Simon Wilson: Are Aucklands light rail bosses trying to build public support or destroy it?


Does the minister know? On March 31 this year, Transport Minister Michael Wood proudly announced that light rail for Auckland is back on track. Now, his establishment unit is undermining the very process he was so keen on for getting it done.

Information that could and should be in the public domain, so we can debate it, is being kept hidden.

“We need to rebuild a ‘social licence’,” Wood said. He repeated the point at a meeting for stakeholders and the public in Three Kings on May 7.

He called light rail “the biggest city-shaping piece of infrastructure in Auckland since the harbour bridge”. But he knew it lacked public support, so he promised a bold new consultation process.

It would be “open and transparent”. There would a shopfront: a place for people to call in and see what’s proposed. There would be public meetings. The thinking behind their various options would be made plain.

“There is no model for this process that I’m aware of in New Zealand,” he said at the time. “Projects tend to be engineer-led, but for this one we’re going to find the best engagement person in New Zealand and they will run the consultation process.”

No such person has been employed.

Meanwhile, the people in charge seem confused about how to build a “social licence”.The unit’s CEO, Tommy Parker, told the Herald yesterday that they “don’t know what people want”.

In fact, they surely know there is strong support for better public transport in Auckland. That’s come through clearly in every survey for years, including the 20,000 pieces of feedback received by council on its 10-year “Recovery Budget” and the 6000 submissions received by Auckland Transport for its own 10-year plan.

There is probably not much confusion about the benefits of rail, either. Obviously, it can carry far more people than buses and private cars. It can service commuters, shoppers, schools, universities and technical institutes. It offers a valuable option for many recreational travellers: people going to the game, to a show, out for a night on the town, down to enjoy the waterfront. And it won’t clog up the streets the way a thousand buses do, either.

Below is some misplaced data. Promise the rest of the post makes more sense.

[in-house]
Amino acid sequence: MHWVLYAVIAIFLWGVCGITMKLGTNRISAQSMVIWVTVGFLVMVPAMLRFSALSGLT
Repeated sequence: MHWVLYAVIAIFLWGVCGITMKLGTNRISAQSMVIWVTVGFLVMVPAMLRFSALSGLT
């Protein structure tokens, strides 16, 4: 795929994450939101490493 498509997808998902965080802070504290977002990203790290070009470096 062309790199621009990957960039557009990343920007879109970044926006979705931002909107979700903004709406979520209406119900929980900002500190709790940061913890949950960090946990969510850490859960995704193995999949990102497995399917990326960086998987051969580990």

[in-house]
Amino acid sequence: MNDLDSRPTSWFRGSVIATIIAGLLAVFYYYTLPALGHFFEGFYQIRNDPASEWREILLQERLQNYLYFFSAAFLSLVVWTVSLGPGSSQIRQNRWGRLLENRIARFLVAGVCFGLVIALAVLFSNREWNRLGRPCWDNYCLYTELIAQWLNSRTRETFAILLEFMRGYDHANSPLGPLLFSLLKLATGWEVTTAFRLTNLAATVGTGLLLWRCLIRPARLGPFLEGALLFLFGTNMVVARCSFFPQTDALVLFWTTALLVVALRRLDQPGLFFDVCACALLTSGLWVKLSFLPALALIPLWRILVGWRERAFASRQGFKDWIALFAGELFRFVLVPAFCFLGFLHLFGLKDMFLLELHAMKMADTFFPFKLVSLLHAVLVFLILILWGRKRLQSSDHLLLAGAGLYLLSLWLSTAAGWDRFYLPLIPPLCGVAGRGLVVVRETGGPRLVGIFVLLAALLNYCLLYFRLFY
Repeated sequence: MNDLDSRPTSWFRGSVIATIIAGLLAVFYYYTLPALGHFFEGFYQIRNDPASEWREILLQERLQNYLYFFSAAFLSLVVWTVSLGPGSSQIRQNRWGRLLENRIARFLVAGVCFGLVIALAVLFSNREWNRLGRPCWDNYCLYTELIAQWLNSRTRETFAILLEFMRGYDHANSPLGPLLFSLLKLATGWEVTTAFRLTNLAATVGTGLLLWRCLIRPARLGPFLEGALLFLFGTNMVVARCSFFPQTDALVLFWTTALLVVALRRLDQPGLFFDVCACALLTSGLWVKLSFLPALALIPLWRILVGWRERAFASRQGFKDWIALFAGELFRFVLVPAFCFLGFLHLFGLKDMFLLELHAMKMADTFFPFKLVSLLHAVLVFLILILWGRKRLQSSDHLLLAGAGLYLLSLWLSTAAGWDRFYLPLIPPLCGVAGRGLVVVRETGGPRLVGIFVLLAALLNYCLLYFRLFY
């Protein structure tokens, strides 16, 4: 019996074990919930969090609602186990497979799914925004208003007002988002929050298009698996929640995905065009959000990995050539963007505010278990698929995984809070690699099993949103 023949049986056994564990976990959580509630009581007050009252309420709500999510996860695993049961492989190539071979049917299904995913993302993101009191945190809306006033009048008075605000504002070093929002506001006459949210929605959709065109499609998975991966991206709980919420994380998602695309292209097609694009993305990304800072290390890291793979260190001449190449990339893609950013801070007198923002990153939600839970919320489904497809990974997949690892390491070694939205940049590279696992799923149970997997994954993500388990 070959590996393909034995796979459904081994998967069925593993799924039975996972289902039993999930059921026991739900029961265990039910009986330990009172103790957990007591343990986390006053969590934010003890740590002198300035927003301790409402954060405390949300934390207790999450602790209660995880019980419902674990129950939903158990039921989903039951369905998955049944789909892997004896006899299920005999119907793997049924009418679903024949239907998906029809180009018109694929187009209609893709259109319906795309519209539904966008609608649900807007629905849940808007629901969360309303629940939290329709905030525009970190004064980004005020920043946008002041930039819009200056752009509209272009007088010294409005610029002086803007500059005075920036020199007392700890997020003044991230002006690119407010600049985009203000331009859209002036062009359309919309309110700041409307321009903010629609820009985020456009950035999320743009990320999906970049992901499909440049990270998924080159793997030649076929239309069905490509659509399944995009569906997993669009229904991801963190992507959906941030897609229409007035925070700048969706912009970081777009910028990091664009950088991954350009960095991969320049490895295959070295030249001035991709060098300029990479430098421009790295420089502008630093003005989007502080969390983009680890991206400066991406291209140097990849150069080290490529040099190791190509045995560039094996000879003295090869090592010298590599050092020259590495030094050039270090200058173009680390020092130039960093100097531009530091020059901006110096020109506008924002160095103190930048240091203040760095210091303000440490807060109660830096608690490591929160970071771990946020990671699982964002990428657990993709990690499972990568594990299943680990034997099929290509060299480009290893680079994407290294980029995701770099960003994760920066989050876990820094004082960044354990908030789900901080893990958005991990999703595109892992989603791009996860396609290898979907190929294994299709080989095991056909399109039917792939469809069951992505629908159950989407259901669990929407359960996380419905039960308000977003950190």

When it comes to light rail from downtown Auckland to the industrial precinct of Māngere and the airport, the lack of a social licence has little to do with how useful it would be.

It’s about four things: the cost, the disruption it will cause during construction, route options and the question of mode: which type of rail is best.

The mode options are street-level light rail, like the old trams, and “light metro”, which would be elevated and/or underground in built-up areas. This question will be included in the consultation and that’s great. And if you think heavy rail is a better option, you should be able to tell them that, too.

But they do not intend to tell us what might happen in the central city. Could the line run up Queen St, or perhaps across Wellesley St, or underground?

What might these alternatives cost?

And – this is so critical – how can businesses, shoppers and workers on Queen St be reassured their lives will not be horrendously disrupted? How will Queen St not become another Albert St?

Answering questions like these is the central purpose of consultation. These are the things we don’t already know, but should. Because you can be sure the establishment unit does know all about them.

Under the Labour-led coalition Government, Waka Kotahi and The NZ Super Fund presented two competing light rail proposals. Both included a great deal of work on route options, preferred modes and costs. The Government spent $35 million assessing them.

But we’ve never been allowed to know the contents of either.

At the end of September, the establishment unit will present an indicative business case to the ministers. It will include advice on all this. There are 70 staffers and contractors working on it now.

But still we aren’t allowed to know where the downtown route might go, what it might cost or how they will minimise disruption. Why not?

This is not how you build a “social licence”. It’s how you risk destroying one. It’s an appalling lack of transparency.

The establishment unit will conduct small liaison meetings with community groups and representatives of youth and the disabled, among others. A pop-up vehicle will visit markets and other public events. The new website has a feedback survey.

That’s all good. But Wood isn’t getting his shopfront and no public meetings have been scheduled.

Boot up the bum time. Where’s that public engagement wonderperson? Why isn’t someone with those skills running this process?

This isn’t about just light rail. We need our civic authorities to get really good at public communication and consultation, because Auckland is now confronting some very big challenges: carbon emissions, congestion, housing affordability and the need to build a more compact, more connected city and more equitable city.

Light rail is integral to all of that and this is a very poor start.

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